Later in the evening, the friend refused to leave without Doe coming with her. They both left via cab, and the friend helped Doe return home, where she said she was “extremely incapacitated,” threw up in the bathroom and could “barely make it to the bed,” per the complaint.
Doe and Rose texted that night, including Doe texting Rose, “u need to come to me right now.” Rose, Hampton and Allen showed up at Doe’s apartment, but from 2:05 a.m. onward, she stopped responding to Rose. The evidence of texts and calls between the two in the early morning hours of Aug. 27, 2013, are compiled by ThinkProgress.
The question of consent
At one point, Rose, Hampton and Allen are let into Doe’s apartment, or find their way in. In Rose’s account, she lets them in and they have consensual group sex. Notably, this is the first time she has consented to group sex when with Rose, according to Rose.
In Doe’s account, she has only brief memories of the evening. In flashes, she remembers all three men raping her without consent, and she woke up the next morning with her dress “up around her neck,” lubricant “all over her body,” used condoms in the room and internal pain in her vagina, per the complaint.
Rose’s own toxicologist agrees that Doe had a BAC level around 0.20 that evening, 2.5 times the legal driving limit. When asked why he and his two friends went to Doe’s apartment after Doe stopped responding, Rose gave this answer in a deposition, per ThinkProgress.
Q: So they just said, ‘Hey, it’s the middle of the night. Let’s go over to Plaintiff’s house’ and they never gave you a reason why they wanted to go over there?’
Rose: No, but we men. You can assume.
Q: I’m sorry?
Rose: I said we men. You can assume. Like we leaving to go over to someone’s house at 1:00, there’s nothing to talk about.
Doe’s roommate said there was a man she didn’t recognize in the living room when she returned that night, but she was also intoxicated and immediately went to bed without understanding the situation.
This is not a criminal trial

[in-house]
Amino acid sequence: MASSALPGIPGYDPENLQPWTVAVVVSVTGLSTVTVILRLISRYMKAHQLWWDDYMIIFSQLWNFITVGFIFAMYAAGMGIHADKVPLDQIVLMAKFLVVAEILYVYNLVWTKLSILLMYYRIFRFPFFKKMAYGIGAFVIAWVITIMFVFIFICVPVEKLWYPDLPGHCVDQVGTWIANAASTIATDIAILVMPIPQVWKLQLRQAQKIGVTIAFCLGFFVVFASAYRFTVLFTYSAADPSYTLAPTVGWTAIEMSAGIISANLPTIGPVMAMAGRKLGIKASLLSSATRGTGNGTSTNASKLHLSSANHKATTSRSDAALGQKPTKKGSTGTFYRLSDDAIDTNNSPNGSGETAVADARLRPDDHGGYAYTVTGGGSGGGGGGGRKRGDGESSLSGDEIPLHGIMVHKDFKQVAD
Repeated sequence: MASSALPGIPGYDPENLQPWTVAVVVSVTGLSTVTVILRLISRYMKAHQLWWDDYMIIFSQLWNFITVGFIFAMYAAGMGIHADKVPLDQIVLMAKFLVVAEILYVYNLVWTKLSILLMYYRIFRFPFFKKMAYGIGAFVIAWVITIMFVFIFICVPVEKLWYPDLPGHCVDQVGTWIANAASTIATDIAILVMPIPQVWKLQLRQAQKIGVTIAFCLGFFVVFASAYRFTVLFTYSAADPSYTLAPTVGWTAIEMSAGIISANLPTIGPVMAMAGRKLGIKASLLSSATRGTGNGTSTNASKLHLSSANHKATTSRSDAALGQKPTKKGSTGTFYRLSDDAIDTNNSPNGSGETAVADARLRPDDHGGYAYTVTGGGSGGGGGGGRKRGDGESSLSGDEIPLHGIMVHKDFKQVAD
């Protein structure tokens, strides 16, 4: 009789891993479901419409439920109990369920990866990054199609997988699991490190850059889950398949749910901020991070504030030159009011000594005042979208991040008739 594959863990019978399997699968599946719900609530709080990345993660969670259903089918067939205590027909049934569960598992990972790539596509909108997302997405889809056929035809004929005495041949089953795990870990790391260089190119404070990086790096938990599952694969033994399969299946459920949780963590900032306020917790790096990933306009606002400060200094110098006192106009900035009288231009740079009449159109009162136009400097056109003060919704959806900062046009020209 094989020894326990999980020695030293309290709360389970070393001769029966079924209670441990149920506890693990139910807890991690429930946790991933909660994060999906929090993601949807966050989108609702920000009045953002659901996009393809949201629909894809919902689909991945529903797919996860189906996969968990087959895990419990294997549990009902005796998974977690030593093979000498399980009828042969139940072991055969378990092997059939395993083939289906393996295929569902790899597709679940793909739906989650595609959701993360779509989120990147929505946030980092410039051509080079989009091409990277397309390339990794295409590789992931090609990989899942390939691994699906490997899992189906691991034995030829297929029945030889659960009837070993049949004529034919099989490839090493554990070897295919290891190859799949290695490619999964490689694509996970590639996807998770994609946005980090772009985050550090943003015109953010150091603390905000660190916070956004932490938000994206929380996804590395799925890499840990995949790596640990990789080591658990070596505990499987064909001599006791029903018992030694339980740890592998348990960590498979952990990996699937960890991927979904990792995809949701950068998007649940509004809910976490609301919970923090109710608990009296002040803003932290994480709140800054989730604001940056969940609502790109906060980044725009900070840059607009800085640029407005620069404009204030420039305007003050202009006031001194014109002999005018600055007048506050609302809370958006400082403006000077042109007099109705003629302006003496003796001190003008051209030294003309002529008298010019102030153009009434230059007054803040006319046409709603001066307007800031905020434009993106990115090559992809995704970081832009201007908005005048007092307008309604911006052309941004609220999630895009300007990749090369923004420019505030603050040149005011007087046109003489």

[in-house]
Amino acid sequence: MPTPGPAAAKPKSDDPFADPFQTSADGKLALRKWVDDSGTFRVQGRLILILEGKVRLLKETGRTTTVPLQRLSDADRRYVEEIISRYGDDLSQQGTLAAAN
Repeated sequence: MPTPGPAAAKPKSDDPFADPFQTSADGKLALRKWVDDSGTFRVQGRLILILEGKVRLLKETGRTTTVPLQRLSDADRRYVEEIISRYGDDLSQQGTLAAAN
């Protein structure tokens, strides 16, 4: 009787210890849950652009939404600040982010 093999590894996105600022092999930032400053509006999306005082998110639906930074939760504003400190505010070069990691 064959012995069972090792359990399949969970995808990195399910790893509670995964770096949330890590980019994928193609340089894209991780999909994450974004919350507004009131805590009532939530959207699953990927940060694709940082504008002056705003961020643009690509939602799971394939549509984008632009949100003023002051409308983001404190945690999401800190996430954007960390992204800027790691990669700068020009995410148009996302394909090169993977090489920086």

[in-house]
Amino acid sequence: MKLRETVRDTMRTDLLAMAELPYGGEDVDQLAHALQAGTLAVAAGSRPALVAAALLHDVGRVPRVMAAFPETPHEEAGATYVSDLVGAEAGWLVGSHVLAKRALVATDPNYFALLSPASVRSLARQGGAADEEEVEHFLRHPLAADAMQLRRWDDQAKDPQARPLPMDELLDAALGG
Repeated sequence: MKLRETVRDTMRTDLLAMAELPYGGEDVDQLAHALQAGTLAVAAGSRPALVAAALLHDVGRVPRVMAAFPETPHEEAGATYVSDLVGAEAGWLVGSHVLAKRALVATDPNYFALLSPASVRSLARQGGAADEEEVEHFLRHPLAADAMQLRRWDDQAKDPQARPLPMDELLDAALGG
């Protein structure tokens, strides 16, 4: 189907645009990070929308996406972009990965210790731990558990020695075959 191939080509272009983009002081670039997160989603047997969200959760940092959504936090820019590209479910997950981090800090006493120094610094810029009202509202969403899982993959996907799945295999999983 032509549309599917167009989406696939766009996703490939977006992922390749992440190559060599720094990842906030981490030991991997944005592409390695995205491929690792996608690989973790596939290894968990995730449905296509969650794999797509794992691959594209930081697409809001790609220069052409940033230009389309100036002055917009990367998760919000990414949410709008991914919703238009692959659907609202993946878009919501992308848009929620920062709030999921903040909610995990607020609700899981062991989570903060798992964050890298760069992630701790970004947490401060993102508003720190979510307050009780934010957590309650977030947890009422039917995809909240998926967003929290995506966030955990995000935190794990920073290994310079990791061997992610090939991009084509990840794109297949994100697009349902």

Doe and Rose’s legal dispute is a civil one, not a criminal prosecution. Doe was encouraged to file criminal charges against Rose after the night where she said Rose raped her, but she felt “ashamed and embarrassed” and feared Rose was “monitoring her cell phone.” Rose has not yet been charged with any crime.
California has a six-year statute of limitation on criminal charges for sexual crimes, compared to just two years in civil court, so it is still possible that criminal charges could be brought against Rose. However, there is a higher standard of proof to meet and Doe has little in the way of material evidence, such as a rape kit.
“(In civil court), the plaintiff only has to prove, to a jury’s satisfaction, that his or her allegations are more likely that not true,” Armour said. “Just somewhat more likely than not is sufficient. It doesn’t have to clear the bar by much.”
That Doe hasn’t pursued criminal charges is something that Rose’s lawyers may use in their defense.
"The fact that she proceeded civilly will probably be used against her," said John Donohue, a Professor of Law at Stanford Law School. "The lawyers for Derrick Rose will probably say, 'If you were really raped, you would have gone to the police.'"
McCoy, however, described how the civil trial could lead to a criminal case in a recent interview with ThinkProgress.
I want to talk about criminal vs. civil case. The standards are different. The investigator wants to make sure they have a tight case before they charge anyone. Because he’s a high-profile athlete, they want to make sure all their ducks are in a row. Their standard is beyond a reasonable doubt, instead of a civil case where it’s preponderance of the evidence. It’s not that he’s out of the woods on the criminal case. It’s just that they want to see how the evidence comes out in the civil trial, then they can act. It’s not over in the criminal realm, they just want to make sure their case is airtight.
Donohue said he has never seen a civil trial lead to a criminal trial in a manner described by Doe’s lawyers.
Doe eventually lost her job, which she attributes directly to the events of that night. She filed the civil suit on Aug. 26, 2015, exactly two years after that night. It was the final day she could file before the statute of limitations expired.
A settlement is still on the table
Doe’s suit alleges nine crimes, including sexual battery, battery, trespassing and conspiracy to trespass and commit rape. The accuser is asking for $6 million in compensatory damages and $15.5 million in punitive damages. However, there is still an opportunity for Rose and the accuser to settle the lawsuit out of court.
The trial is set to begin on Oct. 4. If the lawsuit goes to trial, Rose would miss a preseason game with the Knicks held on the same day, and any training camp going forward until the case is settled. That could give him incentive to settle with the accuser, rather than go to trial.
“There are a long list of reasons for witnesses to seek a settlement, even if they are innocent,” Armour said. “And those reasons are even stronger if they are guilty, because there’s a good chance the truth will come out.”
However, it appears Rose is not yet willing to settle, per Deadspin, even though Doe would prefer to end this case in that manner.